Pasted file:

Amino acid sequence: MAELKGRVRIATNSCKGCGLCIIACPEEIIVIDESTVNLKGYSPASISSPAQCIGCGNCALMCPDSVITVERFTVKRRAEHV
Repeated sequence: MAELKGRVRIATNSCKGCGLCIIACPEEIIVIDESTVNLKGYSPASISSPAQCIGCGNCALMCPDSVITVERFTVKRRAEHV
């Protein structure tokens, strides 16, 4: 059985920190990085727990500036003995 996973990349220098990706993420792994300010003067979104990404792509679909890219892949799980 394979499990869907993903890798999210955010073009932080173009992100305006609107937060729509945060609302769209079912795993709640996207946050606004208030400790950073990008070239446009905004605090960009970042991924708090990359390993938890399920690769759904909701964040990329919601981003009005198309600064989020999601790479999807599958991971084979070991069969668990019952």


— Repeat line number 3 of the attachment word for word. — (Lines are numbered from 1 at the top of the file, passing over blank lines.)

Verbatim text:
């Protein structure tokens, strides 16, 4: 059985920190990085727990500036003995 996973990349220098990706993420792994300010003067979104990404792509679909890219892949799980 394979499990869907993903890798999210955010073009932080173009992100305006609107937060729509945060609302769209079912795993709640996207946050606004208030400790950073990008070239446009905004605090960009970042991924708090990359390993938890399920690769759904909701964040990329919601981003009005198309600064989020999601790479999807599958991971084979070991069969668990019952």